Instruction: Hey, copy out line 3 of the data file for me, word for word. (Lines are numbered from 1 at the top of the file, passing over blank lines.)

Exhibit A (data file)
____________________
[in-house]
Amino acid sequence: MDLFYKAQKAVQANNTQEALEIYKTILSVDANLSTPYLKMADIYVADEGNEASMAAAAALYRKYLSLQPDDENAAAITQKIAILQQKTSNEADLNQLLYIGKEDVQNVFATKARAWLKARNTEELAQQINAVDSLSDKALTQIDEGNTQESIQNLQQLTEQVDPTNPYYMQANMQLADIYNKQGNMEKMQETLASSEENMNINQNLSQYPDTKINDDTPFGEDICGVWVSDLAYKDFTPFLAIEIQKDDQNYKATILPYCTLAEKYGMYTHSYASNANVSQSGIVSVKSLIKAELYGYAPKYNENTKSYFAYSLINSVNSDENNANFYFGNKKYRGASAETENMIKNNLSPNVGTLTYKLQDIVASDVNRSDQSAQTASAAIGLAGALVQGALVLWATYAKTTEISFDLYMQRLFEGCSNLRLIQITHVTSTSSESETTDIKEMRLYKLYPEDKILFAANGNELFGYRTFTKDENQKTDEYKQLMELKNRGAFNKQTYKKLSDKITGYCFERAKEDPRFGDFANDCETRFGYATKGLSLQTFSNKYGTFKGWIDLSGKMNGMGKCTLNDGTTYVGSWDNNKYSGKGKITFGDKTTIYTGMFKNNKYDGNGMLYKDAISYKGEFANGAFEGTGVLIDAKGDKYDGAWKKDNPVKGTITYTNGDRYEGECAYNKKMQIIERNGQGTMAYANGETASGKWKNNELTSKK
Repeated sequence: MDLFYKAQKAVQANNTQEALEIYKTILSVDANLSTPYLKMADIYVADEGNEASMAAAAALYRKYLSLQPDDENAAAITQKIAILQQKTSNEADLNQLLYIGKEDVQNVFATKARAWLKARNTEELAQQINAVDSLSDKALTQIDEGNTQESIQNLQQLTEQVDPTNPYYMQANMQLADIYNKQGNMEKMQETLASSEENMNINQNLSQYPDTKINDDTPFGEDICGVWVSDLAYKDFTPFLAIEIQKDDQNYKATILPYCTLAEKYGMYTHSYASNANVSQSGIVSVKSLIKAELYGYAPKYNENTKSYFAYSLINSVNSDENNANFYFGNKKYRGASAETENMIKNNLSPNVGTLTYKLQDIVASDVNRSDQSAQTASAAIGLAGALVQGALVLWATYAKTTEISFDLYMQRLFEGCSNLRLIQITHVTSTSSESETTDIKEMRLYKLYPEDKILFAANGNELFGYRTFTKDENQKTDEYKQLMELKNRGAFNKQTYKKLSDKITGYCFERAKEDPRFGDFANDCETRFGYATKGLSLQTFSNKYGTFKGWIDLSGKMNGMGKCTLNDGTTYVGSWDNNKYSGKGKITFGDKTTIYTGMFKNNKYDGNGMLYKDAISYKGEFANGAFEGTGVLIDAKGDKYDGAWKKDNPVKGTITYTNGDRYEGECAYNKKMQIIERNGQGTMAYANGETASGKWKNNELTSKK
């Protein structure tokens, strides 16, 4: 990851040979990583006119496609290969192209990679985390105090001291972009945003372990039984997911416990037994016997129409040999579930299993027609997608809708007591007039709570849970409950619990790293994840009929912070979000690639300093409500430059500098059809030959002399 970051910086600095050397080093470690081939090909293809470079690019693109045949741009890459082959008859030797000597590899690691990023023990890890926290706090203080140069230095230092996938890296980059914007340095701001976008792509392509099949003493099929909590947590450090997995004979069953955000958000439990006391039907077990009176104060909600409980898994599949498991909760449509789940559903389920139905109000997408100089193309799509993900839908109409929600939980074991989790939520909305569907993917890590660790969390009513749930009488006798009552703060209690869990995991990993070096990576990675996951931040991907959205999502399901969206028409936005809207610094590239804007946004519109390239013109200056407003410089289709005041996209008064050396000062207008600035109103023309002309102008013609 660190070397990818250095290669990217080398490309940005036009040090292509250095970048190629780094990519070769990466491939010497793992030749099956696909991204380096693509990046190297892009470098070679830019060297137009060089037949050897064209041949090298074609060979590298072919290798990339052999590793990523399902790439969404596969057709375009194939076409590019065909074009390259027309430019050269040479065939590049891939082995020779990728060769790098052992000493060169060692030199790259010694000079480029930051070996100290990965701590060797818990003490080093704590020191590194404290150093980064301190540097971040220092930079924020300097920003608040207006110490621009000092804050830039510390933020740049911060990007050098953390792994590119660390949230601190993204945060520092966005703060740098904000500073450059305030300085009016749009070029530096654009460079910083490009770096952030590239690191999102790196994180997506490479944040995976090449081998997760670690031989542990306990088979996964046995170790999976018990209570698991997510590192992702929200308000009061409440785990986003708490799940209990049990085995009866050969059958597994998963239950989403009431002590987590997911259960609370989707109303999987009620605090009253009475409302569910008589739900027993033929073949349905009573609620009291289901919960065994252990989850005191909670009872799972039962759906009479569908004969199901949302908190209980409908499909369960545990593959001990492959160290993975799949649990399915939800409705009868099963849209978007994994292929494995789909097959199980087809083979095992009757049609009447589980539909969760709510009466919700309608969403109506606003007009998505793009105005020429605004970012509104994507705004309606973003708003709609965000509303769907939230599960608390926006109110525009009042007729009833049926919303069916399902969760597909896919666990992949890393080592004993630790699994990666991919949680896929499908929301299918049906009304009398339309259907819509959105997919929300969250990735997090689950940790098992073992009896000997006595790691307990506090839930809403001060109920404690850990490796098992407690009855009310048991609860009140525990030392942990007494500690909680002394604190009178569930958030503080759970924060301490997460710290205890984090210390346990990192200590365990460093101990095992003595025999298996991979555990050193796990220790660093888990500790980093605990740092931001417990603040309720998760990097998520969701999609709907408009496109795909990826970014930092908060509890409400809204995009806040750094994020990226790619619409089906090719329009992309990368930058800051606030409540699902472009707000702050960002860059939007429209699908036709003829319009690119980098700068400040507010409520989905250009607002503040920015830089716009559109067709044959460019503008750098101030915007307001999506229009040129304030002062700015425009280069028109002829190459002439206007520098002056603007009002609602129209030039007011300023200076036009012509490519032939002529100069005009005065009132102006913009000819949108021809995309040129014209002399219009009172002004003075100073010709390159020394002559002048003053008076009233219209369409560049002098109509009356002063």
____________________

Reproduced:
Repeated sequence: MDLFYKAQKAVQANNTQEALEIYKTILSVDANLSTPYLKMADIYVADEGNEASMAAAAALYRKYLSLQPDDENAAAITQKIAILQQKTSNEADLNQLLYIGKEDVQNVFATKARAWLKARNTEELAQQINAVDSLSDKALTQIDEGNTQESIQNLQQLTEQVDPTNPYYMQANMQLADIYNKQGNMEKMQETLASSEENMNINQNLSQYPDTKINDDTPFGEDICGVWVSDLAYKDFTPFLAIEIQKDDQNYKATILPYCTLAEKYGMYTHSYASNANVSQSGIVSVKSLIKAELYGYAPKYNENTKSYFAYSLINSVNSDENNANFYFGNKKYRGASAETENMIKNNLSPNVGTLTYKLQDIVASDVNRSDQSAQTASAAIGLAGALVQGALVLWATYAKTTEISFDLYMQRLFEGCSNLRLIQITHVTSTSSESETTDIKEMRLYKLYPEDKILFAANGNELFGYRTFTKDENQKTDEYKQLMELKNRGAFNKQTYKKLSDKITGYCFERAKEDPRFGDFANDCETRFGYATKGLSLQTFSNKYGTFKGWIDLSGKMNGMGKCTLNDGTTYVGSWDNNKYSGKGKITFGDKTTIYTGMFKNNKYDGNGMLYKDAISYKGEFANGAFEGTGVLIDAKGDKYDGAWKKDNPVKGTITYTNGDRYEGECAYNKKMQIIERNGQGTMAYANGETASGKWKNNELTSKK